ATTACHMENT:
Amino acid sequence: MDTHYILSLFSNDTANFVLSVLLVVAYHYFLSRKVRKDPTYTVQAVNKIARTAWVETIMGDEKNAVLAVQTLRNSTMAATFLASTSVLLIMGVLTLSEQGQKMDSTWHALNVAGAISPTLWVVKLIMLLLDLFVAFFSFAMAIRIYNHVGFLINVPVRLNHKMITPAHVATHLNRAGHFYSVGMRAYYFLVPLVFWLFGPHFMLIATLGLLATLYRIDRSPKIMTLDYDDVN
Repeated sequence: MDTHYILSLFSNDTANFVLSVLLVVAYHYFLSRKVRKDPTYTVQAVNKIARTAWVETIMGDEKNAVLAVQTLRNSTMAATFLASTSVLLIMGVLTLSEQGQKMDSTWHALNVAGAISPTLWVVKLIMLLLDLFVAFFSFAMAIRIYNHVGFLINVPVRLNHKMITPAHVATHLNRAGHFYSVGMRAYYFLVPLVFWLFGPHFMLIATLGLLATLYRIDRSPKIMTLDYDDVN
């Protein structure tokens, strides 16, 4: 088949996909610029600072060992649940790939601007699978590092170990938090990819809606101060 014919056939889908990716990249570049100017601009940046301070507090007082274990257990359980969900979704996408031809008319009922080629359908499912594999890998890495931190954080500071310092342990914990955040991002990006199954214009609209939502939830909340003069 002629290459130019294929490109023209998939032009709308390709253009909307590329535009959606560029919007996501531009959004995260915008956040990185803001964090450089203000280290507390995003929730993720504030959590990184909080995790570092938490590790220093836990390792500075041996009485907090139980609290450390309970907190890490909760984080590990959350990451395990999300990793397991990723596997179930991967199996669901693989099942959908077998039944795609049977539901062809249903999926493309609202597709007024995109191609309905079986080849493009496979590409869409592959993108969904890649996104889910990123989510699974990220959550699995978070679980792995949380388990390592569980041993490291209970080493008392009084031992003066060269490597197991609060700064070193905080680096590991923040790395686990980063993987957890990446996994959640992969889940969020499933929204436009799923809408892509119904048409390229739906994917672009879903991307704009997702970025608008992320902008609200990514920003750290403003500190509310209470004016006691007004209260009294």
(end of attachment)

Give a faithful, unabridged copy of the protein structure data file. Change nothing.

Amino acid sequence: MDTHYILSLFSNDTANFVLSVLLVVAYHYFLSRKVRKDPTYTVQAVNKIARTAWVETIMGDEKNAVLAVQTLRNSTMAATFLASTSVLLIMGVLTLSEQGQKMDSTWHALNVAGAISPTLWVVKLIMLLLDLFVAFFSFAMAIRIYNHVGFLINVPVRLNHKMITPAHVATHLNRAGHFYSVGMRAYYFLVPLVFWLFGPHFMLIATLGLLATLYRIDRSPKIMTLDYDDVN
Repeated sequence: MDTHYILSLFSNDTANFVLSVLLVVAYHYFLSRKVRKDPTYTVQAVNKIARTAWVETIMGDEKNAVLAVQTLRNSTMAATFLASTSVLLIMGVLTLSEQGQKMDSTWHALNVAGAISPTLWVVKLIMLLLDLFVAFFSFAMAIRIYNHVGFLINVPVRLNHKMITPAHVATHLNRAGHFYSVGMRAYYFLVPLVFWLFGPHFMLIATLGLLATLYRIDRSPKIMTLDYDDVN
């Protein structure tokens, strides 16, 4: 088949996909610029600072060992649940790939601007699978590092170990938090990819809606101060 014919056939889908990716990249570049100017601009940046301070507090007082274990257990359980969900979704996408031809008319009922080629359908499912594999890998890495931190954080500071310092342990914990955040991002990006199954214009609209939502939830909340003069 002629290459130019294929490109023209998939032009709308390709253009909307590329535009959606560029919007996501531009959004995260915008956040990185803001964090450089203000280290507390995003929730993720504030959590990184909080995790570092938490590790220093836990390792500075041996009485907090139980609290450390309970907190890490909760984080590990959350990451395990999300990793397991990723596997179930991967199996669901693989099942959908077998039944795609049977539901062809249903999926493309609202597709007024995109191609309905079986080849493009496979590409869409592959993108969904890649996104889910990123989510699974990220959550699995978070679980792995949380388990390592569980041993490291209970080493008392009084031992003066060269490597197991609060700064070193905080680096590991923040790395686990980063993987957890990446996994959640992969889940969020499933929204436009799923809408892509119904048409390229739906994917672009879903991307704009997702970025608008992320902008609200990514920003750290403003500190509310209470004016006691007004209260009294």